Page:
Publishing personal data on the internet: a handy guide for beginners

by | Jul 2, 2014 | Data Protection, FOI

The sun is shining*, I’ve finished work for the day** and for no specific reason***, I’ve decided to write a brief guide to the main Data Protection issues associated with publishing the names of members of the public on the internet.


You have to tell people that you are publishing their data. If they have a particularly bland and common name (e.g. John Smith), and if publication is not linked to a specific locality (like say, a local council area), the names may not be identifiable, so you’re OK. Otherwise, the first Data Protection principle states that in order to process personal data like names fairly, you are obliged to inform the subjects that their data will be published. If you are publishing under some kind of legal obligation, or if informing people would represent a disproportionate effort, you may be able to get out of this. The Information Commissioner may also accept an argument that in some contexts, there is a reasonable expectation that information will be published. This will not apply to a publication of data that nobody else in your sector participates in. It won’t be disproportionate if you have been involved in some kind of transaction with the person and the opportunity to tell them directly has presented itself (to pick an example at random, if they have made an FOI request to you, and you have responded to them).


The Data Protection Act also requires that – as well as informing the subject of the data that it will happen – you also meet a condition before publication. Consent is one option, but there are others. However, they are specific – a legal power or obligation, a contractual obligation, or the need to protect that person’s vital interests. There is a tempting condition that allows you to publish data if it would be necessary for legitimate interests, as long as it causes no unwarranted harm to the subject’s rights. That sounds good, but remember, the harm test isn’t the clincher. You have to show that publication is NECESSARY: not convenient, or helpful or just something you really want to do because right now, it seems like a really good idea or something. If it isn’t necessary, even if it’s harmless, you’re still not able to do it.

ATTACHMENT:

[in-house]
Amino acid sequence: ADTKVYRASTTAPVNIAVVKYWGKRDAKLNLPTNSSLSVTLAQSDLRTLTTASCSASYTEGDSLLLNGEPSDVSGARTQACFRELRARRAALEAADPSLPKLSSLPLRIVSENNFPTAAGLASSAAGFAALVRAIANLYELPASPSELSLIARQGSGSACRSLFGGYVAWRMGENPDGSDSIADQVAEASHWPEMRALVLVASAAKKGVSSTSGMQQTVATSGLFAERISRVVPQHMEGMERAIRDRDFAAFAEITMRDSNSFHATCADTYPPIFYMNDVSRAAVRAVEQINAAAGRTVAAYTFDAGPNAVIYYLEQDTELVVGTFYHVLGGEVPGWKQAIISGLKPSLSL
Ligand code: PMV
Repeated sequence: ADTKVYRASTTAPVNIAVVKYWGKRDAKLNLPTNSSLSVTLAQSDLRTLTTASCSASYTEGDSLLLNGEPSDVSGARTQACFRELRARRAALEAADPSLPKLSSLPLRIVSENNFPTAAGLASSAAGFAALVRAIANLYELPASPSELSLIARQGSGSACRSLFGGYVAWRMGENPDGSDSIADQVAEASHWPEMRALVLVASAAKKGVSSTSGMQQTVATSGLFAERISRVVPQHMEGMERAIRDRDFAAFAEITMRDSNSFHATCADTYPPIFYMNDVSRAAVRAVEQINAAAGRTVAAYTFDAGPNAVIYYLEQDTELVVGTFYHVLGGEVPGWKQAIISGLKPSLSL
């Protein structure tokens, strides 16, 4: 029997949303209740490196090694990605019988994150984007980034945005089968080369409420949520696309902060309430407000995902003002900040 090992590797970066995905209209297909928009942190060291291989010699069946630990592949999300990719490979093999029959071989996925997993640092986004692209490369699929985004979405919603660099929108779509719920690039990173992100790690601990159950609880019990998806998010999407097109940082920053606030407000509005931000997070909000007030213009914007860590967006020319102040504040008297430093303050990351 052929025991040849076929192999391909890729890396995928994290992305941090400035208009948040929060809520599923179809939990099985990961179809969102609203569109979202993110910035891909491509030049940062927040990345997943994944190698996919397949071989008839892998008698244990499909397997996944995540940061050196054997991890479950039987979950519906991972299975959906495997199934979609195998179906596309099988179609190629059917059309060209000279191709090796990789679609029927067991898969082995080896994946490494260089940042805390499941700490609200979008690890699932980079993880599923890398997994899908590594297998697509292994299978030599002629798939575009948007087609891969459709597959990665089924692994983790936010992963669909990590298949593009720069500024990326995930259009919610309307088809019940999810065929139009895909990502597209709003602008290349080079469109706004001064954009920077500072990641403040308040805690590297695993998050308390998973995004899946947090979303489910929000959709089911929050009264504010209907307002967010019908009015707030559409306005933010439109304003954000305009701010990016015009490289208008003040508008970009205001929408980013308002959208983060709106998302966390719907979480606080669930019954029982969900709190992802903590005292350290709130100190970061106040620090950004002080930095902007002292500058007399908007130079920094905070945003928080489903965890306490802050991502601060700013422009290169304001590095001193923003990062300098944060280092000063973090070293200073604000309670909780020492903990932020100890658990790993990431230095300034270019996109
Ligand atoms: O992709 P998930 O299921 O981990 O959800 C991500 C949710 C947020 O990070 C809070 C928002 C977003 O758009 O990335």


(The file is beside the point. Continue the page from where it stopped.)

Data Protection does have some exemptions, some of them (the national security and journalism ones) are impressively broad. The journalism one (S32) in particular clearly covers a lot of publication of personal data on the internet. However, it’s important that you can justify the publication in terms of the public interest in freedom of expression, and not just publishing a bunch of people’s names for the sake of it.


A common misconception is that the accidental publication of personal data is automatically a breach of the Data Protection Act’s Seventh Principle (the one about appropriate security measures). It’s entirely possible for someone to make a mistake – I don’t know, let’s say publishing database extracts on your website and accidentally including people’s names – without the Act being breached. The data hasn’t been processed fairly, but that wasn’t the organisation’s intention, so the ICO will probably look kindly on a single human error. Repeating the publication – perhaps on a monthly basis – is evidence that appropriate measures are not in place. Publishing data by mistake because procedures aren’t robust, staff haven’t been trained or managers don’t carry out proper checks are all evidence that the seventh principle has been breached. If the breach is compounded by serious damage to the individuals concerned, a fine is even possible. The best thing to do is to remove the offending information as soon as possible.

NEXT WEEK: A handy guide to the Streisand Effect, and other ways to draw attention to things you’d probably prefer people not to notice

* I live in Manchester, so it looks like it’s about to throw it down
** I am putting off doing something else
*** I am thinking of something very specific